There’s no way around it: construction has not always been perceived as the sexiest industry. But lately, it's been struggling more than ever to appeal to new talent. Fortunately, companies integrating technology into their business are not only finding an increase in productivity, but are also recruiting more effectively from the talent pool.
The construction industry’s recruitment problem
Like most epidemics, construction’s labor shortage is multifaceted. The 2008-2011 recession kicked off a major exodus from the industry, with construction workers forced to find work elsewhere as more than 2.3 million industry professionals lost their jobs. Even with new building projects booming, today an estimated 404,000 construction jobs remain vacant as a result of that three year downturn.
The construction workforce is also getting older on average, with less replenishment taking place than needed. In fact, workers aged 55 and over constitute one fourth of the construction workforce, up from about one fifth only a decade ago. And despite Baby Boomers retiring in droves, the industry hasn’t found a way to fully overhaul its hiring process and attract new talent, leaving a noticeable absence globally. This has led to further issues, like an increase in cost of labor, while projects are taking longer to complete.
While millennials and now Generation Z workers are steadily entering the workforce, they generally don’t feel motivated to look to the construction industry as an option. Today’s young workers were brought up on tablets, smartphones, and touchscreens, and they view the construction industry as dated -- a poor match with their skills and interests..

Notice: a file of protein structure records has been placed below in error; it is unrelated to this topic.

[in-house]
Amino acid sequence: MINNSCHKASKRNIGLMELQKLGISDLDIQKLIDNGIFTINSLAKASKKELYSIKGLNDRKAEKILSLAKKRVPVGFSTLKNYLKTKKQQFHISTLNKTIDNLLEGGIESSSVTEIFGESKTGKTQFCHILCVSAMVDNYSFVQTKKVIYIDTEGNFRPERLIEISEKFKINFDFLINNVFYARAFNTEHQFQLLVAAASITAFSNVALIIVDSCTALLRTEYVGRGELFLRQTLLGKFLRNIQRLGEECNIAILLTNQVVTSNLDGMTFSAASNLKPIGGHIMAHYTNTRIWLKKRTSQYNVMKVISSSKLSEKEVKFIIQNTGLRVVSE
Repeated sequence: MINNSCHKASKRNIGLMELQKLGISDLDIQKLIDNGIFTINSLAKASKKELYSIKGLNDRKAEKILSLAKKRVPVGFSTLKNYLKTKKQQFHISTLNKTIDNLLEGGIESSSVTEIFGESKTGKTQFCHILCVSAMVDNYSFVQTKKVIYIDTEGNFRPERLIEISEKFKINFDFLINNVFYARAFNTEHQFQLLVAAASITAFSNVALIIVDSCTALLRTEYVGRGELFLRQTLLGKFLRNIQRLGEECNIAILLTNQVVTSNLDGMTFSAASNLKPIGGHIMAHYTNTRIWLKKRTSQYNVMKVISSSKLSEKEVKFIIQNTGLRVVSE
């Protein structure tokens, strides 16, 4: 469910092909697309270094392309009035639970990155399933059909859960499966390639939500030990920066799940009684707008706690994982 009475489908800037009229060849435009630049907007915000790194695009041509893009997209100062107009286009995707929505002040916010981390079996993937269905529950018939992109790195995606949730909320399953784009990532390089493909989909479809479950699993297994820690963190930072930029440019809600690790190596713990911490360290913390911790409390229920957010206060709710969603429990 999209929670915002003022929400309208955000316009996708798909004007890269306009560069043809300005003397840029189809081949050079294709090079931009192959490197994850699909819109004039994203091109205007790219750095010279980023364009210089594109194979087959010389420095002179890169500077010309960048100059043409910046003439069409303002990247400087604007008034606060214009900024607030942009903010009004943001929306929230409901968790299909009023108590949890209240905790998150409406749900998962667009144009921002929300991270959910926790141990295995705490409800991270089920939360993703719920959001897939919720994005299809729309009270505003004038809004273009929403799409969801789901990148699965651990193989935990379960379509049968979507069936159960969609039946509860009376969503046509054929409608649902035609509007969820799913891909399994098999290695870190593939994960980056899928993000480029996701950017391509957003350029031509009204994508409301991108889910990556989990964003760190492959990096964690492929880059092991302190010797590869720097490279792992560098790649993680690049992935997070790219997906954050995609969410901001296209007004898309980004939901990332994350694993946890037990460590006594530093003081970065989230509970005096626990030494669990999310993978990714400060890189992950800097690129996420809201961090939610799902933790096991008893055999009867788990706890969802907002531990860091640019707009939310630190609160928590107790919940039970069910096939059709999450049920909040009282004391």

As a result, construction companies embracing technology are having an easier time solving the tricky problem of labor shortages, from attracting new workers to keeping them on board for the long haul.
How construction software is helping attract the best talent
Construction software offers obvious benefits to those actively involved in building projects, from streamlining the project from beginning to end to avoiding unnecessary delays caused by human error. But the incorporation of cutting-edge technology is also showing the talent pool that construction doesn’t have to be anyone’s plan B. By leveraging technologies like 3D modeling and 3D printing, flying drones, and of course, artificial intelligence, construction is proving to be an attractive option for potential talent eager to put their tech skills to use.
“Our young workforce has grown up around computers and technology for their entire life,” says Mike MacBean, Director of Preconstruction at Build Group, which recently used ALICE Technologies’ construction simulation and optimization solutions for their 5M project in San Francisco. “Finding solutions within our business that are relatable for this younger workforce is essential for attracting and retaining talent.” By incorporating the knowledge base and experience of their older talent with the tech-savvyness of younger workers attracted by the opportunity to get their hands on cutting-edge technology, the project ultimately became a powerful example of what happens when construction embraces tech.